The Human Rights Tribunal of Quebec has ordered the city of Repentigny, Que., to pay a Black man $8,000 in damages after he was racially profiled by police.
"On the one hand, they recognize that I was the victim of racial profiling but at the same time, the police get away unscathed," said François Ducas.
Back in November 2020, the Quebec Human Rights Commission ruled that three Repentigny police officers had racially profiled Ducas, a high school teacher, when they stopped and arrested him in 2017.
Ducas was driving to work in his BMW when police pulled him over.
He asked why he was being stopped and the officers handcuffed and searched him. He was issued two tickets, one for obstructing police work and the other for insulting an officer.
The tickets were later dismissed.
"Never in my life did I think I would be handcuffed like a criminal one morning on my way to work in Quebec," Ducas has said.
Now, all these years later, he said he still gets nervous every time he leaves the house and relies on his wife to drive because he's worried about being pulled over.
Human Rights Commission supports Ducas
After filing a complaint with the help of the Center for Research-Action on Race Relations (CRARR), Ducas got a ruling in his favour from the Human Rights Commission in November 2020.
The commission said the city of Repentigny and the three officers should pay Ducas $35,000 in moral and punitive damages.
That decision was nonbinding, but the Human Rights Commission represented Ducas as his case went before the Human Rights Tribunal.
"This is an important victory in the fight against racial profiling and the stigmatization of Black communities," said Myrlande Pierre, a vice-president with the commission.
"Systematically intercepting Black people while driving, and for no reason, is unfortunately a phenomenon that continues to be widespread and must be eradicated."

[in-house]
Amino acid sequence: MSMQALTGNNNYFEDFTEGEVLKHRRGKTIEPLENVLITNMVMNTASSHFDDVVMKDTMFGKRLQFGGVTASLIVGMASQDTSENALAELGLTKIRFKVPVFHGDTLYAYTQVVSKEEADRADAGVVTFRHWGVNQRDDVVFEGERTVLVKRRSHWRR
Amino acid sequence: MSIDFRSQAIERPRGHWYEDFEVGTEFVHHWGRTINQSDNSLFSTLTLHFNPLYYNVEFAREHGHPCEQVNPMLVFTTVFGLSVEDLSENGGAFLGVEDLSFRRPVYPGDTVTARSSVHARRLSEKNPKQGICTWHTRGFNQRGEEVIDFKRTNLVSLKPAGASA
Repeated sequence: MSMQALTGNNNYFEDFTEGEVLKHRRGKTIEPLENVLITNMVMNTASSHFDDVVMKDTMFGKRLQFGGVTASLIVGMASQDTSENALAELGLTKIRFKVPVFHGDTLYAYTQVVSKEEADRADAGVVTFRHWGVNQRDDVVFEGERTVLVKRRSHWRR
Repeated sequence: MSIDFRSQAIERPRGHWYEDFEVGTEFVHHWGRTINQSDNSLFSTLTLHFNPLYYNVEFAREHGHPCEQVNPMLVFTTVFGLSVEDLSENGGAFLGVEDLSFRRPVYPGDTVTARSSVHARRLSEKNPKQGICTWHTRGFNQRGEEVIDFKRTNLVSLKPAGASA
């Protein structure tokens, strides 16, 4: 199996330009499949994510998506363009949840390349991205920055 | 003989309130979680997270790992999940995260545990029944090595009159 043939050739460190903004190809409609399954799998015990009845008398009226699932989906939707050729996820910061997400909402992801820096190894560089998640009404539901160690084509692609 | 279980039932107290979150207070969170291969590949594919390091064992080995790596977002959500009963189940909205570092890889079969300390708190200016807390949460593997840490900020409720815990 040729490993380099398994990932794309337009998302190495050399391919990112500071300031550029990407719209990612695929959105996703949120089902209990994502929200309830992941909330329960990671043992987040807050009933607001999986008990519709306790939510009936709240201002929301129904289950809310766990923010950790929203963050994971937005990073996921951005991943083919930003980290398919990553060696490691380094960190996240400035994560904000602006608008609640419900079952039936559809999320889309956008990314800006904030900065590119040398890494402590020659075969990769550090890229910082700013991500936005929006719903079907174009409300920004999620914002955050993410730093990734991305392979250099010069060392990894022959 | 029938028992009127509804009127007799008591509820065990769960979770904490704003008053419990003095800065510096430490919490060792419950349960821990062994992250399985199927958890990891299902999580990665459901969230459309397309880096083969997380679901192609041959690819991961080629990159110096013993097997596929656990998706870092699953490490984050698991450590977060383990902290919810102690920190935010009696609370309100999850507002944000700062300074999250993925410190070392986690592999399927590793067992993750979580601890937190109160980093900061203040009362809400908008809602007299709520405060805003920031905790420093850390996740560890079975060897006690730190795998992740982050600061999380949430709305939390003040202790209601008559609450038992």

More needs to be done, says anti-racism advocate
Fo Niemi, head of CRARR, said this is a small victory for Ducas but more needs to be done.
"This is the first judicial confirmation of the existence of racial profiling in Repentigny — judicial confirmation because there's been so much denial and pretension on the part of the police," said Niemi.
In a statement, the city says it will not appeal the judgment and will continue to focus its efforts on its action plan.
"Our community expects deep and thought-out changes and a community police that responds to its needs. Which is why we are pursuing the actions identified in the "Evolving with our community" action plan," the statement said.
Since the ruling, the city and the Repentigny police department say they have put in time and resources to ensure that their practices are free of any form of racism and discrimination. The judgment, issued on July 20, acknowledges the city's efforts to address the issue.
But the city's statement admits that no matter what it does, conscious and unconscious biases will not be eliminated as there "is no instant solution."
"Therefore, we are continuing, together with the community and its organizations, the initiatives already in place as well as those to come," the statement said.
Regardless, Ducas said that's not enough. He said he is still waiting for the mayor and police to make a public apology. He has since moved away from the city to avoid another incident.
"I feel like I don't belong so instead of defending myself all the time, I want to leave that behind and start my life over and become the François Ducas that I was before."
Ducas said he is donating the awarded money to an organization that fights racial profiling.
For more stories about the experiences of Black Canadians — from anti-Black racism to success stories within the Black community — check out Being Black in Canada, a CBC project Black Canadians can be proud of. You can read more stories here.